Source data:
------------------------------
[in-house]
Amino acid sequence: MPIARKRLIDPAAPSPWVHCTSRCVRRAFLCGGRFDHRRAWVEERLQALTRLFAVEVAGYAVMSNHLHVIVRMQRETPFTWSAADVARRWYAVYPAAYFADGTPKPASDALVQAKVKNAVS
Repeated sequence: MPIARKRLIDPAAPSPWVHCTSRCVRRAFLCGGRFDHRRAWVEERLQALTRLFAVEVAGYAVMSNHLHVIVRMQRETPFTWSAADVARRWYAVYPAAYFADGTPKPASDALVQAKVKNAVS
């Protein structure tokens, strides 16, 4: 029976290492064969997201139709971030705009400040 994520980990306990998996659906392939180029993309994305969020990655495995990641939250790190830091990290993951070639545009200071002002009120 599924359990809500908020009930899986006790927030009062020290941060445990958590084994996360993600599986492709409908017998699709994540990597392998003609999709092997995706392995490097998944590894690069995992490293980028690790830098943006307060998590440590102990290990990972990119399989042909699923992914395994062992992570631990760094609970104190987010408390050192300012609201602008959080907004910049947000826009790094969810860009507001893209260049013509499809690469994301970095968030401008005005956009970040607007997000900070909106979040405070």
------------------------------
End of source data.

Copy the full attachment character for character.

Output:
[in-house]
Amino acid sequence: MPIARKRLIDPAAPSPWVHCTSRCVRRAFLCGGRFDHRRAWVEERLQALTRLFAVEVAGYAVMSNHLHVIVRMQRETPFTWSAADVARRWYAVYPAAYFADGTPKPASDALVQAKVKNAVS
Repeated sequence: MPIARKRLIDPAAPSPWVHCTSRCVRRAFLCGGRFDHRRAWVEERLQALTRLFAVEVAGYAVMSNHLHVIVRMQRETPFTWSAADVARRWYAVYPAAYFADGTPKPASDALVQAKVKNAVS
């Protein structure tokens, strides 16, 4: 029976290492064969997201139709971030705009400040 994520980990306990998996659906392939180029993309994305969020990655495995990641939250790190830091990290993951070639545009200071002002009120 599924359990809500908020009930899986006790927030009062020290941060445990958590084994996360993600599986492709409908017998699709994540990597392998003609999709092997995706392995490097998944590894690069995992490293980028690790830098943006307060998590440590102990290990990972990119399989042909699923992914395994062992992570631990760094609970104190987010408390050192300012609201602008959080907004910049947000826009790094969810860009507001893209260049013509499809690469994301970095968030401008005005956009970040607007997000900070909106979040405070």